24-month minimum rehab expenditure period. An LIHTC is allowable for costs associated with the substantial rehabilitation of a building. There are minimum expenditures to qualify, and rehabilitation expenditures incurred during any 24-month period must meet certain expenditure value criteria.
The notice extends the 24-month minimum rehabilitation expenditure period:
- If the original deadline for the 24-month minimum rehabilitation expenditure period for a building originally is on or after April 1, 2020, and is on or before Dec. 31, 2021, then that deadline is extended to the original date plus 18 months.
- If the original deadline for this requirement is on or after Jan. 1, 2022, and on or before June 30, 2022, then that deadline is extended to June 30, 2023.
- If the original deadline for this requirement is on or after July 1, 2022, and on or before Dec. 31, 2022, then that deadline is extended to the original date plus 12 months.
- If the original deadline for this requirement is on or after Jan. 1, 2023, and on or before Dec. 30, 2023, then that deadline is extended to Dec. 31, 2023.
Two-year rehab expenditure period for bonds. Original rehabilitation periods ending on or after April 1, 2020, and before Dec. 31, 2023, are extended to the earlier of 18 months from the original due date or Dec. 31, 2023.
Other Regulatory Relief
Along with the deadline extensions, the guidance includes a number of temporary compliance waivers and alterations to inspection requirements.
Common areas and amenities. The guidance extends the ability for temporary full or partial unavailability or closure of an amenity or common area in a low-income building or project without a reduction in eligible basis from April 1, 2020, to Dec. 31, 2022, in response to the COVID-19 pandemic and not because of other noncompliance. State agencies may deny any application of this waiver or limit the waiver to partial closure or to limited or conditional access to an amenity or common area. For example, a housing finance agency may apply the waiver for an amenity or common area that’s limited to persons wearing masks or to persons fully vaccinated against COVID-19.
Physical inspections. Physical inspections are not required until 2023 at the latest, if deemed necessary by the state agency. The guidance provides for a waiver of required compliance-monitoring physical inspections otherwise scheduled from April 1, 2020, until June 30, 2022.
State housing agencies, in consultation with public health experts, may extend this waiver as needed, and may apply such extension statewide, to specific areas of the state, or on a project-by-project basis depending on varying rates of transmission. However, such an extension of the waiver may not go beyond Dec. 31, 2022.
Agencies must resume physical inspections upon the expiration of the waiver, and are not required to make up physical inspections missed during the waiver period. And between April 1, 2020, and Dec. 31, 2022, agencies may consider a period of up to 30 days as reasonable notice to owners before performing a physical inspection. Beginning Jan. 1, 2023, the 15-day reasonable notice period resumes.
Tenant file reviews. These file reviews must still be completed. But the notice period has been increased. State housing agencies must give 30 days’ notice for tenant file reviews through the end of 2022 instead of the standard 15-day notice. The guidance provides for a waiver of required compliance-monitoring tenant file reviews otherwise scheduled from April 1, 2020, until Dec. 31, 2021. State housing agencies must resume these compliance requirements by Jan. 1, 2022, and they’re required to make up tenant file reviews missed during the waiver period. Beginning Jan. 1, 2023, the 15-day reasonable notice period resumes.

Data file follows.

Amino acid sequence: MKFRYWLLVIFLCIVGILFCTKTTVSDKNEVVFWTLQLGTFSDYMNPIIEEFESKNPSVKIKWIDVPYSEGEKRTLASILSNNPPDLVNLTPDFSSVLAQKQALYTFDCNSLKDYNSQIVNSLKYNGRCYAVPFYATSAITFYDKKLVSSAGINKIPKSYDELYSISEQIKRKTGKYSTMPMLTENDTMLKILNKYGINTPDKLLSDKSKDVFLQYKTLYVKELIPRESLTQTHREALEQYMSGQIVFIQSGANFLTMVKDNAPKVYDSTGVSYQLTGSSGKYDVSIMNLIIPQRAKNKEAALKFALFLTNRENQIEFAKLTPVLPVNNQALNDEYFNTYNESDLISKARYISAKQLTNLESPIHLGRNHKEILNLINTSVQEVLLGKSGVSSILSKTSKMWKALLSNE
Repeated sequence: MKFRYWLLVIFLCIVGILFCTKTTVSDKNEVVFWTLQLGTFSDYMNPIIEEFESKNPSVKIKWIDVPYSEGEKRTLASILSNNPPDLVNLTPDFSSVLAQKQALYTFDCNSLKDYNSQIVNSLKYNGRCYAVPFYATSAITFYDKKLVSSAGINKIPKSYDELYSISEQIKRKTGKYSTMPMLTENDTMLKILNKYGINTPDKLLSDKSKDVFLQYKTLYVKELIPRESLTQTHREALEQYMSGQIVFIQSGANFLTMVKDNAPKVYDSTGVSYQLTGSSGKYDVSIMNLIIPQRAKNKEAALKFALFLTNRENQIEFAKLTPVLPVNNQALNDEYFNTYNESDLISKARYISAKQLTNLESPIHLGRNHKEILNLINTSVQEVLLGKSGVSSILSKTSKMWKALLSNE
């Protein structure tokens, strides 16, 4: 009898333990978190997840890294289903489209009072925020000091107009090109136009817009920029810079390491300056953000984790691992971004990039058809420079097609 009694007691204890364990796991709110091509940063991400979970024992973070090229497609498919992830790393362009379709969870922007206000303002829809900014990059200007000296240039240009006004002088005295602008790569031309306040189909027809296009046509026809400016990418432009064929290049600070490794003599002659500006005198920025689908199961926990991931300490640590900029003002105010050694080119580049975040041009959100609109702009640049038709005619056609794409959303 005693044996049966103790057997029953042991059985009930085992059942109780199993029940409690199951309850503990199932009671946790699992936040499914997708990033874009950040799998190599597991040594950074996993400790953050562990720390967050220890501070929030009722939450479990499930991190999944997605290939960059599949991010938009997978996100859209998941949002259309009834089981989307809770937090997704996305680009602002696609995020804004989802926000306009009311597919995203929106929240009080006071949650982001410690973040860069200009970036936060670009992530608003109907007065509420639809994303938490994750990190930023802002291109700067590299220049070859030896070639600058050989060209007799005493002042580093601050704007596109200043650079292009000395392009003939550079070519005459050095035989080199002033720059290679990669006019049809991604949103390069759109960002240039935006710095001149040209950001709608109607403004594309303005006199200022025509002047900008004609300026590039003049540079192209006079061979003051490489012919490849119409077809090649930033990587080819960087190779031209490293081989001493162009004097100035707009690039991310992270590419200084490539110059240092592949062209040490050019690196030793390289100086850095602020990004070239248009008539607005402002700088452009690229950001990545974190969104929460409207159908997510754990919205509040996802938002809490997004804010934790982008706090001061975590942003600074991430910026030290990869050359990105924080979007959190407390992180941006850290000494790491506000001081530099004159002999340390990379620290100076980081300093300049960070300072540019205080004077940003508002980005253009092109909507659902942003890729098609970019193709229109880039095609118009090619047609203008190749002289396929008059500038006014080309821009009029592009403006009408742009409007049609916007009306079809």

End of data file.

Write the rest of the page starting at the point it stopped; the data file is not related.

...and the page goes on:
First-year occupancy obligations. The LIHTC program requires owners to meet certain occupancy requirements in the first year of the site’s compliance period. If all of the LIHTC units aren’t leased by the close of the first year of the LIHTC period, an owner must choose to either defer the first year of the credit period or take two-thirds LIHTCs on the units leased up in the following years.
The guidance says that if the close of the first year of the credit period with respect to a building is on or after April 1, 2020, and on or before Dec. 31, 2022, then the qualified basis for the building for the first year of the credit period is calculated by taking into account any increase in the number of low-income units by the close of the six-month period following the close of that first year.
Qualified allocation plan hearings. The notice formally allows housing credit agencies to conduct qualified allocation plan (QAP) public hearings under the same rules allowed for private activity bond hearings. QAP hearings can take place by phone again to satisfy public approval requirements. The guidance doesn’t provide a specific end date to this provision, but instead notes that Section 42(m)(1)(A) aligns LIHTC QAP rules with those for public hearings for tax-exempt bonds under Section 147(f). IRS Revenue Procedure 2021-39 allows for telephonic hearings for public approval requirements under Section 147(f) until March 31, 2022, so until that date telephonic hearings for QAPs are also allowed. If the IRS extend this allowance for tax-exempt bonds, this would also allow an extension of the allowance for LIHTC QAPs.
Temporary emergency housing. The IRS notice continues to allow property owners to provide temporary emergency housing to medical personnel and other essential workers as if they were displaced individuals. Medical personnel and other essential workers, as defined by state or local governments, may be treated as displaced individuals under Revenue Procedure 2014-49 and 2014-50 from April 1, 2020, until Dec. 31, 2022.